Delegates from around the world gathered in the Lake District for the launch of the University of Cumbria’s Centre for National Parks and Protected Areas.
More than 120 people ranging from international academics, environmentalists, lobby groups and representatives from sectors including tourism and farming gathered at the university’s Ambleside campus to hear a host of world-class speakers set out their views on the opportunities and challenges facing some of the world’s best known protected areas.
Among them were Professor Michael Soule of the University of California, a globally renowned conservation biologist, who spoke of the unconventional approaches to saving nature known as 'guerrilla conservation'.
Dr Steve Curl, chair of the National Parks Partnership, used the launch on Monday (September 11) to promote the contribution the private sector makes to national parks and outline his hope that discussions in the Lake District, specifically around partnership working, would bring benefits for all 15 national parks.
The Centre’s new director Prof Ian Convery said the conference had highlighted the need to achieve balance between nature and culture as world heritage site status will elevate the position of the Lake District internationally, boosting tourism and benefitting local communities and businesses.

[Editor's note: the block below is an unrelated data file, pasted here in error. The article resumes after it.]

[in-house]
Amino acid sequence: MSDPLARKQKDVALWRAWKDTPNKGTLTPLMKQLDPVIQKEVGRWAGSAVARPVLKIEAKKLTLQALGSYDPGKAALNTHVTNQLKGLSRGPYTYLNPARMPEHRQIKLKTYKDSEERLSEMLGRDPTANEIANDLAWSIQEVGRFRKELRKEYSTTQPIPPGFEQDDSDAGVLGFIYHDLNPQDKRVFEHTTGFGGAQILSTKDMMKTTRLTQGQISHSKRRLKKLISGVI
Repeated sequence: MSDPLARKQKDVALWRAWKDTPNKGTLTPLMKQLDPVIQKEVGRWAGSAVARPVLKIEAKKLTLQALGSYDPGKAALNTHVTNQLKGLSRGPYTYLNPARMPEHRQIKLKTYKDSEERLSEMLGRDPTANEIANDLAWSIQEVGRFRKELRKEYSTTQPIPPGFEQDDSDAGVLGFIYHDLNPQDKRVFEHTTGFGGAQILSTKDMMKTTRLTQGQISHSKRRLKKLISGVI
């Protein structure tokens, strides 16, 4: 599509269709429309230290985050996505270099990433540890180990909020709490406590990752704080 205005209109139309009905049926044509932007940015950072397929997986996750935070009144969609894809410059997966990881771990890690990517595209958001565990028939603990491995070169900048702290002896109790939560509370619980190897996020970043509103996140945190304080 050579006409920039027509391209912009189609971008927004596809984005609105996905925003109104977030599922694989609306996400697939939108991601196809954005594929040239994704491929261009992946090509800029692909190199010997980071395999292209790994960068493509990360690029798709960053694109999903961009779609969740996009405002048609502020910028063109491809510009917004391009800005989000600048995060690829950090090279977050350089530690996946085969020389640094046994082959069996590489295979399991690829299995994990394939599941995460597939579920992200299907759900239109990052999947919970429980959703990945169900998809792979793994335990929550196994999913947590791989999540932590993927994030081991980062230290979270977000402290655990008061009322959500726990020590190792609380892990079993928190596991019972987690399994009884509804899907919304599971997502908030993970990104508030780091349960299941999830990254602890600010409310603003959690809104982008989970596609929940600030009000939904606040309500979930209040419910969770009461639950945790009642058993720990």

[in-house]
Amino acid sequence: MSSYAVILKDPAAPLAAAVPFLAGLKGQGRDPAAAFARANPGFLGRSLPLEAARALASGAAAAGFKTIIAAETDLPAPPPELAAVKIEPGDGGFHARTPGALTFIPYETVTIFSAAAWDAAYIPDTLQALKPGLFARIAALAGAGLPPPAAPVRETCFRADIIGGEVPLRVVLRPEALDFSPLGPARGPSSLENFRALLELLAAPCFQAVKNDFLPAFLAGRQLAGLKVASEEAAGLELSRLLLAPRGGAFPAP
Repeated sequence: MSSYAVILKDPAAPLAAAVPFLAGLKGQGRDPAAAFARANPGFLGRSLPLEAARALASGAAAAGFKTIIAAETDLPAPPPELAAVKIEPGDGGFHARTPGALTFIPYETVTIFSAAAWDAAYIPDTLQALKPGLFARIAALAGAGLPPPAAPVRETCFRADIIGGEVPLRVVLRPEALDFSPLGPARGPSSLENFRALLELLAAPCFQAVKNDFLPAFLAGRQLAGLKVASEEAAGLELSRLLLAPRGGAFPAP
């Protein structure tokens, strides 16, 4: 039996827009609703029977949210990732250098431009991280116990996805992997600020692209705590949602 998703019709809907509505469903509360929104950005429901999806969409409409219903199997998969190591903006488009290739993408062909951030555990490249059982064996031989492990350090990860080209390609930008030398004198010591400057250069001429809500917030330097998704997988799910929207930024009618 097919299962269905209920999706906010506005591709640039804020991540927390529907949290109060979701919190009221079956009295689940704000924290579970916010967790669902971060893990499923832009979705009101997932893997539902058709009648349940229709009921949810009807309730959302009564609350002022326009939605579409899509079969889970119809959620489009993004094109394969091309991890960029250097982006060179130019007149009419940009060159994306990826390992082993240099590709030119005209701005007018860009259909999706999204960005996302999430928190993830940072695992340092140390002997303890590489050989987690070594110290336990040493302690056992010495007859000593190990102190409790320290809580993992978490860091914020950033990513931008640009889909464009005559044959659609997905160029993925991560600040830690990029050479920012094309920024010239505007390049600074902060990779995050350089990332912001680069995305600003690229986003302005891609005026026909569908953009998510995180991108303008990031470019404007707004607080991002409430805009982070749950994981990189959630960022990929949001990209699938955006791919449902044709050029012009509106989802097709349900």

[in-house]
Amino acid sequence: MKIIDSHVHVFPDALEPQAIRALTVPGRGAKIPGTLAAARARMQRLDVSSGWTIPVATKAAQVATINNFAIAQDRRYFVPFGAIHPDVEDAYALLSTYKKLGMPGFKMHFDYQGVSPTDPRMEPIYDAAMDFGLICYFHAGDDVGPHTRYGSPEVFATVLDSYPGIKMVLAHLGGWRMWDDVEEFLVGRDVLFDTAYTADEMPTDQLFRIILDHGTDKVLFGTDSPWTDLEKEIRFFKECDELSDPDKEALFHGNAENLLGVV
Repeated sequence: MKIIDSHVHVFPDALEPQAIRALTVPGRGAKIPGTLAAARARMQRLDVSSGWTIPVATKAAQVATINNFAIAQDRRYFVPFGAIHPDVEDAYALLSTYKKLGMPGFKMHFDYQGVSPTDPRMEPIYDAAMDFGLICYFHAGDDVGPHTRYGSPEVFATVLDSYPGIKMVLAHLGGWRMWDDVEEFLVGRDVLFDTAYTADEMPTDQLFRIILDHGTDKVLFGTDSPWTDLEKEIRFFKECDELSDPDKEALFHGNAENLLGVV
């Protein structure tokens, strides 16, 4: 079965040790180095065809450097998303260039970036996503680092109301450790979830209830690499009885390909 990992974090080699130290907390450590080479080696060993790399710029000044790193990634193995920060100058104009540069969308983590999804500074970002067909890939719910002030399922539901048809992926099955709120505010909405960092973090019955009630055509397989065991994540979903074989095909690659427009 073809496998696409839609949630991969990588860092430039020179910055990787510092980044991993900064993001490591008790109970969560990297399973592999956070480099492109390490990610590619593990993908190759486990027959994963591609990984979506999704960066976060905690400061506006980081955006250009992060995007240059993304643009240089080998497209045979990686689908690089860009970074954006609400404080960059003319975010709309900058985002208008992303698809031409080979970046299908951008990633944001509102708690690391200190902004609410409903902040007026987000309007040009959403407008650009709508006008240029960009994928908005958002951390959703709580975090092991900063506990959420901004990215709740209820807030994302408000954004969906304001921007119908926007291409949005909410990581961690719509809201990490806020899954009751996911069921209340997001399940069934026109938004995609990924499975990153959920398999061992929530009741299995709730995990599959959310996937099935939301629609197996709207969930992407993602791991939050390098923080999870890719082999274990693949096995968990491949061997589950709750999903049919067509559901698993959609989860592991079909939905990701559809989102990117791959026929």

He said: “There are without doubt complex issues to be tackled and we need innovative approaches to protecting habitats whilst recognising the needs of those who visit and enjoy the area.
“Our vision is to for the Centre to be an international and national centre of excellence for the trans-disciplinary study of national park and protected area management – developing sustainable solutions to global challenges.”
Along with existing research work carried out at the university, membership of the World Conservation Union Commission on Protected Areas (IUCN WCPA), will give access to a network of protected area expertise, with over 2,400 members, spanning 140 countries.
This membership will enable the centre to call on valuable research already completed which may also spark fresh studies based in Cumbria.
“The university is well-placed to draw together partners in a neutral, open and constructive way,” Pro Vice Chancellor Sandra Booth told a packed inaugural meeting.
“With 14 years’ experience of actively carrying out research, our aim is to develop the role of the University as ‘the University for the National Park and Stakeholders’. A key focus for the immediate future is the development of programmes to support the cultural and rural, visitor economy.
“As part of the Lake District Partnership and as the only university in the country to have a base in a national park and two UNESCO World Heritage Sites, we are ideally placed to be the ‘go-to’ location for vision, expertise and insight into sustainable development within thriving visitor economies with international reach and relevance.”